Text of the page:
Guest CINECITY Reviewer: Three Billboards Outside Ebbing, Missouri

Three Billboards Outside Ebbing, Missouri

26 November 2017

“This is a film that strongly relies on visual metaphors to express its themes, a stark contrast to modern blockbusters that spout out line after line of expositional dialogue. More filmmakers should consider McDonagh’s style as a lesson in how to create stories through environments and objects.”

– Oliver Pendlington, one of our CINECITY 2017 volunteers, guest reviews our opening night film.

Three Billboards Outside Ebbing, Missouri

Director: Martin McDonagh
Screenplay: Martin McDonagh
Rating: 5/5

Three Billboards, Martin McDonagh’s latest black comedy, had the honour of opening this year’s CineCity film festival. And judging from the applause it garnered when it finished, it has already sealed its place as one of the best films of this year. From its opening that unveils Mildred’s plan to its unexpected ending, it will likely be talked about in years to come and it will become a major awards contender come January. For McDonagh, in the same vein as In Bruges and Seven Psychopaths, has crafted a hilarious and heart-breaking film that touches upon numerous themes still sadly prevalent in modern times.

Perhaps McDonagh’s greatest skill is how he lets the visuals tell the story. Ebbing is a tiny run-down town with locals who wouldn’t have been too far removed from a Coen Brothers film like Fargo (which must have been a key inspiration). Its landscapes convey a sense of bewildering beauty that contrasts with the ugly tensions stimulated by Mildred’s actions. Anger and guilt are the two dominant themes conveyed, from the bright red Mildred chooses to paint on the billboards to the dreary blue clothes she mostly wears. This is a film that strongly relies on visual metaphors to express its themes, a stark contrast to modern blockbusters that spout out line after line of expositional dialogue. More filmmakers should consider McDonagh’s style as a lesson in how to create stories through environments and objects.

Of course, that’s not to say the dialogue is less important in telling the story. It is extremely well-written by McDonagh and brought convincingly to life by the superb acting of a brilliant cast. There is not a single faulty performance among them. Woody Harrelson brings nuanced warmth as the veteran well-respected police chief who quietly sees the good in everyone around him. Meanwhile, Sam Rockwell’s amazing turn as bigoted deputy Jason Dixon has the strongest character arc, gradually maturing from a horrible racist to a sympathetic underachiever who just wants to prove himself. But the standout star is naturally Frances McDormand as Mildred, a bereaved and cantankerous matriarch determined to avenge her daughter. It is hard to imagine anyone else who can go from being grief-stricken in one scene to spouting out comical obscenity-filled insults the next. It is her best role since Fargo and one that all awards ceremonies should consider.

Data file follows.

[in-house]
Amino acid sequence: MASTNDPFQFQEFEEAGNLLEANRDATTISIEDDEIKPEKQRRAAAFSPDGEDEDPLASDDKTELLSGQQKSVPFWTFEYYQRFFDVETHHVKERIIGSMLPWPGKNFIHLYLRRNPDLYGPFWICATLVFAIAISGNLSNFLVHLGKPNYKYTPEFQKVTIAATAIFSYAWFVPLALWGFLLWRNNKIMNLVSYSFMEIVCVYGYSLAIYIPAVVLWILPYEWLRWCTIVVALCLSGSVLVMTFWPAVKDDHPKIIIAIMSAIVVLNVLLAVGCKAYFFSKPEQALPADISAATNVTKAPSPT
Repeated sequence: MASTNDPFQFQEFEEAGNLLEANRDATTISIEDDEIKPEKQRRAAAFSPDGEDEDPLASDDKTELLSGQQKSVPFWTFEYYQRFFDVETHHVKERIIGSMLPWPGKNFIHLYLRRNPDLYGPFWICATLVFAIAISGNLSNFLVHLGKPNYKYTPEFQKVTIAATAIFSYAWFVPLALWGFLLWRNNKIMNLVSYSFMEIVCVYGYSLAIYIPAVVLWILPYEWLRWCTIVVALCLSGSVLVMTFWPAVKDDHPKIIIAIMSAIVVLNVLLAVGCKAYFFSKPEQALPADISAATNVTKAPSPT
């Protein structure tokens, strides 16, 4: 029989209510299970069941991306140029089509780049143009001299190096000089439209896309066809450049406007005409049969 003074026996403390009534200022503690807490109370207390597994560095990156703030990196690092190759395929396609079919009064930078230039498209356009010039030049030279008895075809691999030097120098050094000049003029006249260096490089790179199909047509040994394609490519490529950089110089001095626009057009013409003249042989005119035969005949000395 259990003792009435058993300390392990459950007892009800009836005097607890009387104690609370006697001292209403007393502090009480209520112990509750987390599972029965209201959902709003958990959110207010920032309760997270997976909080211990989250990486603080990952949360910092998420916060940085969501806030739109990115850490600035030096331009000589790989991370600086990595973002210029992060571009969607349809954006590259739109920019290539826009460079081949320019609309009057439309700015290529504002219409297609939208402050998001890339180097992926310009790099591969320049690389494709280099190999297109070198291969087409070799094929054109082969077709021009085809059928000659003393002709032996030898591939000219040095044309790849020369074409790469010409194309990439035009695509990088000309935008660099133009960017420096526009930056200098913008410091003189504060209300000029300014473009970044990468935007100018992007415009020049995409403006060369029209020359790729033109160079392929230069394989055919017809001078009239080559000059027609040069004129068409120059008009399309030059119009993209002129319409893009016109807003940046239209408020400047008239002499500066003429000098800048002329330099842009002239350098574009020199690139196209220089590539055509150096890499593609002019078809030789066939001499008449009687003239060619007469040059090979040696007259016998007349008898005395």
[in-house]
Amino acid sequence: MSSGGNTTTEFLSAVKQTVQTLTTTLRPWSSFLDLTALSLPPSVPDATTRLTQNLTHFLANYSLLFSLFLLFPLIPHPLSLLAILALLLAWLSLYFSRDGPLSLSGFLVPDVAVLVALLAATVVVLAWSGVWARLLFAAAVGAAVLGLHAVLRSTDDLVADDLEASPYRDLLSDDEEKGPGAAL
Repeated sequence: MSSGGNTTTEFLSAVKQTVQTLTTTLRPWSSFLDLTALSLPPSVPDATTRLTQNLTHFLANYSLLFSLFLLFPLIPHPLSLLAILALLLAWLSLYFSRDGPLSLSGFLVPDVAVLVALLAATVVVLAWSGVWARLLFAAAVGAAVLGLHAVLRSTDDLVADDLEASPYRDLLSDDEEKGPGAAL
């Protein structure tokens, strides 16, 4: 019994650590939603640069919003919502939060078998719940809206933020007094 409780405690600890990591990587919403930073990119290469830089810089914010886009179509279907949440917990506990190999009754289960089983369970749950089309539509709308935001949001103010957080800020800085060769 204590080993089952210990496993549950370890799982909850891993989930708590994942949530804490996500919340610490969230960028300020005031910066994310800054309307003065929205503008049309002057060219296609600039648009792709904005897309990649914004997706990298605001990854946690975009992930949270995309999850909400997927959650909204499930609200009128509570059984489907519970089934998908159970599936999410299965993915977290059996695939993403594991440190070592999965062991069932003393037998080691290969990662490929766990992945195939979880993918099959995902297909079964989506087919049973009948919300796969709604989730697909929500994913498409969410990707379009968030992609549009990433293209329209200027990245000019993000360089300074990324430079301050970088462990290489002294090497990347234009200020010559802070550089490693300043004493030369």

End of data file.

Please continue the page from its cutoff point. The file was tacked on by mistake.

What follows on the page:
All these characters are so vividly brought to life because they are key to driving the film’s cleverly-constructed plot. McDonagh plays with our expectations and throws in many twists that completely change how the narrative will go. We laugh and cry with these characters because their actions are completely unpredictable. Nowhere is this more evident than a pivotal scene where Dixon makes a discovery that could provide some hope for Mildred after all. And in a finale that ends on a wonderful ambiguity rather similar to Casablanca, we are left satisfied wondering over what these characters will do next rather than their future actions being shown to us. – Oliver Pendlington

Oliver Pendlington is one of our CINECITY 2017 volunteers.

 

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